Types of RoRo ships

The benefits of the RoRo ship are undeniable, for both the passenger and the shipping company, owner or operator.

Consider how long it takes to typically load and unload freight by crane compared to how long it takes for vehicles to literally drive on to the ship, park, and then drive off again at the port on the other side.

Read more: Everything You Need to Know About Pilot Boats

Therefore it’s not surprising that different iterations of the RoRo vessel have developed since those early days of transporting train wagons in Scotland!


Different types of RoRo vessels

A RoRo ship that is used for transporting vehicles as freight falls under the umbrella of ‘cargo ship’ however, there’s more to the humble roll-on and roll-off vessel than that. As seen, passenger ferries can also be RoRo ships, as can cruise ferries and barges.

a roro passenger ferry

These are some different types of RoRo ship:

  • PCC - Pure Car Carriers: Exclusively used for transporting cars.
  • PTCC - Pure Truck & Car Carriers: You guessed it - used for transporting trucks and cars - as well as other vehicles.
  • ConRo/RoCon - a cross between a container ship and a RoRo ship, this vessel normally uses the area below the deck for the storage of vehicles and the top decks for stacking shipping containers.
  • RoLo - you might have guessed this one - this is a roll-on / lift-off vessel. Ramps are used to load and unload the wheeled cargo while cranes are used for containerized cargo.
  • LMSR - Large, Medium-Speed Roll-on / Roll-off vessel. The majority of LMSR ships are Military Sealift Command (MSC) RoRo cargo ships that were either built specifically for military cargo, or converted from commercial RoRo ships.
  • RoPax - short for roll-on / roll-off and passengers: These are used for the transportation of wheeled freight but also have passenger accommodation onboard. However if a ship can accommodate more than 500 passengers it is referred to as a cruise ferry, a vessel which combines the RoPax’s freight handling abilities with some of the facilities of a cruise ship.

How is a RoRo ship’s cargo measured?

RoRo ships can have up to 13 decks with most having a capacity of 4,000 to 5,000 car equivalent units, while some can hold up to 8,000 vehicles.  

Normally, cargo and container ship freight is measured in metric tonnes. However it's not quite as simple when we’re talking about a RoRo ship’s cargo as obviously this won’t be neatly split up into stackable shipping containers, but will involve a whole medley of vehicles of different sizes, shapes and weights.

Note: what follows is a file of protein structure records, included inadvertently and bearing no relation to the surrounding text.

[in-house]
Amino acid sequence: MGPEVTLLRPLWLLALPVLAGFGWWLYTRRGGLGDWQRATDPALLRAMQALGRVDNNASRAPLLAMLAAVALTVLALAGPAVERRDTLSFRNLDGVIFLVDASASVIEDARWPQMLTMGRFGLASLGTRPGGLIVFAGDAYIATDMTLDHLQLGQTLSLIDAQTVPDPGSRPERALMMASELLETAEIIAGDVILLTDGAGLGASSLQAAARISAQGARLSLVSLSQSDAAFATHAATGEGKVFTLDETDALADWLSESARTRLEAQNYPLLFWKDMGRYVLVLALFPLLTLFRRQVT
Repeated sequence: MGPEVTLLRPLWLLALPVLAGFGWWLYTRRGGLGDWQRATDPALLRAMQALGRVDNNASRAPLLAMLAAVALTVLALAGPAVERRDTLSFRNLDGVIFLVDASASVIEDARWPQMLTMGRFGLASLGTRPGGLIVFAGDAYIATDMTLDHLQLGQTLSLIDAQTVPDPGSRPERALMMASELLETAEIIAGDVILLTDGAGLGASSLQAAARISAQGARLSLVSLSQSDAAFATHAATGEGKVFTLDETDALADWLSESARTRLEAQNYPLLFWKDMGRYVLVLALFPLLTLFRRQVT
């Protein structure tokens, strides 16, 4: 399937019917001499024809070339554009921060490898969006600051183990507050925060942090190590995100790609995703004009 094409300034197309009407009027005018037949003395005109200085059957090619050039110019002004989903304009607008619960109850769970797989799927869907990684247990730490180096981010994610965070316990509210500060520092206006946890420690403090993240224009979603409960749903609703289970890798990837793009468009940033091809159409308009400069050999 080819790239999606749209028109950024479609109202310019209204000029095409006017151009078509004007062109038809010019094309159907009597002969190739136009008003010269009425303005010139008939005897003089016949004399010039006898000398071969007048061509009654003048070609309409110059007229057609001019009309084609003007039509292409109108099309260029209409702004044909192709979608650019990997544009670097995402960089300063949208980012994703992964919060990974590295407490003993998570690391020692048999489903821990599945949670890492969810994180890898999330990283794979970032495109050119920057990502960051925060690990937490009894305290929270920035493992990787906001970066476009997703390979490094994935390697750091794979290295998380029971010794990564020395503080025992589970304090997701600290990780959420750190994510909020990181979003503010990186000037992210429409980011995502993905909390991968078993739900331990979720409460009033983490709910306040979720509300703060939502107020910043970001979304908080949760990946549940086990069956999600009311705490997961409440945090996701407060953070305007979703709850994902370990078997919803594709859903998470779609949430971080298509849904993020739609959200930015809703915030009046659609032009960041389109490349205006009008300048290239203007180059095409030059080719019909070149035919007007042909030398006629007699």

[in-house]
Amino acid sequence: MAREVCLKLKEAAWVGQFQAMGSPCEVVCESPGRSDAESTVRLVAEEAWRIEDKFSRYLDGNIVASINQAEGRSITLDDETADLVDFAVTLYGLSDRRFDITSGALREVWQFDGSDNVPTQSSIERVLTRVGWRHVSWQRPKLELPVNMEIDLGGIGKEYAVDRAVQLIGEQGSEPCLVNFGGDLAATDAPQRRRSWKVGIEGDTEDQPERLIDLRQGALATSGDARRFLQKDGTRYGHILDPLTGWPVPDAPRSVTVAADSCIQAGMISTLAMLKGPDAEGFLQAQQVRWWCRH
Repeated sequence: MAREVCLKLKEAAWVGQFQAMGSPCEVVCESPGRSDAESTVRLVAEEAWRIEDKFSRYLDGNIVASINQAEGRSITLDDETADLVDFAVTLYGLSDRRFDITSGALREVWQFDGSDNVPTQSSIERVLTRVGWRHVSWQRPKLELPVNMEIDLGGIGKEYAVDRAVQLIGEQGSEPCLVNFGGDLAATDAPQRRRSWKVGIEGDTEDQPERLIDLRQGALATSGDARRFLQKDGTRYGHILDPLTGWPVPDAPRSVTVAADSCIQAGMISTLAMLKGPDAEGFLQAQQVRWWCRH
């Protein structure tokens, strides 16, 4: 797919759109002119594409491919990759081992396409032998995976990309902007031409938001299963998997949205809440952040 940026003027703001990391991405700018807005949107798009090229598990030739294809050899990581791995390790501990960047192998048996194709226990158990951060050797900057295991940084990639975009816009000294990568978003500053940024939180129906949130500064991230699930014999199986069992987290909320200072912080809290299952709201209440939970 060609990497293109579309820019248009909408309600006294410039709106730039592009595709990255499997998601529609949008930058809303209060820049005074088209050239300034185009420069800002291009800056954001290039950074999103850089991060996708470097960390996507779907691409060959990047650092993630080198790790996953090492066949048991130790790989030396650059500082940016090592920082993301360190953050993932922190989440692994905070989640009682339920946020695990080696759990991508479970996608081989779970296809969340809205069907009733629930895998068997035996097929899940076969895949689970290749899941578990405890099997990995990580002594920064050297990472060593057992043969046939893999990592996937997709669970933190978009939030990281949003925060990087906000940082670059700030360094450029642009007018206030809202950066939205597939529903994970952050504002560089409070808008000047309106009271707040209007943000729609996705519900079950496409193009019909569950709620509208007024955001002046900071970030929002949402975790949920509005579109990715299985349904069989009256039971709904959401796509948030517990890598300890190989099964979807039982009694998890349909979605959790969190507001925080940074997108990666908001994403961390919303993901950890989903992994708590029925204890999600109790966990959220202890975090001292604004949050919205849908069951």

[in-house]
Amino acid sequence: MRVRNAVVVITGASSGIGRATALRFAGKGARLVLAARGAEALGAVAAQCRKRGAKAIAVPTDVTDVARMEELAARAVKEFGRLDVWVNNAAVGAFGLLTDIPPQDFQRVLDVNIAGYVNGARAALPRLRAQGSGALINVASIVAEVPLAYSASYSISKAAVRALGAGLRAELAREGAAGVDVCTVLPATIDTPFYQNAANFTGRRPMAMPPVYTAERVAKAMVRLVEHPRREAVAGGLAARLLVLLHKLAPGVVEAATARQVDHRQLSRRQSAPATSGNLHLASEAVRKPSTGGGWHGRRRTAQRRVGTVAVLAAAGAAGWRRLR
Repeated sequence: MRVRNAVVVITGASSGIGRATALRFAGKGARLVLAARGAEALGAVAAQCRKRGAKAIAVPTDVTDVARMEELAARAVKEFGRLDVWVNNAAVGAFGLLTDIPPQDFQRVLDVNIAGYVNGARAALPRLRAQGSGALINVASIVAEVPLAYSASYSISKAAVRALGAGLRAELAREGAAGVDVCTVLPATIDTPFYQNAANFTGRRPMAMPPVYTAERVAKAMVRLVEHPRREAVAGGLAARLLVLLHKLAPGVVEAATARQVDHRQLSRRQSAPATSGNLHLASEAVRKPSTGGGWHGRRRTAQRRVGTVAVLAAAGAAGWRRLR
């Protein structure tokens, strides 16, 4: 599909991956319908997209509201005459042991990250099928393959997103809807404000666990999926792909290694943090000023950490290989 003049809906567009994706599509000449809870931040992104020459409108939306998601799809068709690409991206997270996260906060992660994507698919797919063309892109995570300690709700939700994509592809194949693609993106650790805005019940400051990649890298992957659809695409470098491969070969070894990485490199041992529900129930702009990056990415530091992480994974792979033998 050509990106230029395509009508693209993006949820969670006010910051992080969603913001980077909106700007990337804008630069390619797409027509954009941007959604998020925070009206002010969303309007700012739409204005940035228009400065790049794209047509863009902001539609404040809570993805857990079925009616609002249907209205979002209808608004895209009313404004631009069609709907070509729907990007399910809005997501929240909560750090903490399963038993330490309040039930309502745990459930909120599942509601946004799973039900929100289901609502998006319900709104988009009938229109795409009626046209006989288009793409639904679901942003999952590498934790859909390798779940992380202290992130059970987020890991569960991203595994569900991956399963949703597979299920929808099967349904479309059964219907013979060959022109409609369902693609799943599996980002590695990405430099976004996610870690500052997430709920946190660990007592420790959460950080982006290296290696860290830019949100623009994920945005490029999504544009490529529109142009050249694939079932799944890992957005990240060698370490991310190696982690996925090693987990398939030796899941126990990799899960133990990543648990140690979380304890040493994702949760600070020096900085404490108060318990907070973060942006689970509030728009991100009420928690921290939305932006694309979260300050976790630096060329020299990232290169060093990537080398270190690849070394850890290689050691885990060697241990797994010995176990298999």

Read more: Everything You Need to Know About Offshore Vessels

a roro vessel with the wake behind it

Therefore RoRo ship cargo is measured in something called Lane in Meters, or LIMs. To calculate it you follow the simple equation below:

Length of the cargo in meters x the cargo’s width in a lane = mystery number


Mystery number x the number of decks on the vessel = LIMs

However, just in case you ever find yourself in a situation where you need to calculate the cargo on a RoRo ship, bear in mind that there are a number of different industry standards for lane width and so your end result will depend upon the particular vessel you are on.

Everything you need to know about RoRo ships: Conclusion

The RoRo ship might not be the first vessel that comes to mind when you think of cargo ships or the merchant navy, but they are the unsung hard workers of the seas!


Thanks to their quick port turnaround times and their versatility when it comes to the cargo (and passengers) they can carry, the good old roll-on / roll-off model - and all of its variants - shows no signs of going anywhere soon.

Read the previous article in this series: Everything You Need to Know About Cargo and Container Ships
Read the next article in this series: Everything You Need to Know About Feeder Vessels

Eve Church

Eve Church

Eve is Martide's content writer, publishing regular posts on everything from our maritime recruitment and crew planning software to life at sea. Eve has been writing professionally for more than two decades, crafting everything from SEO-focused blog posts and website landing pages to magazine articles and corporate whitepapers.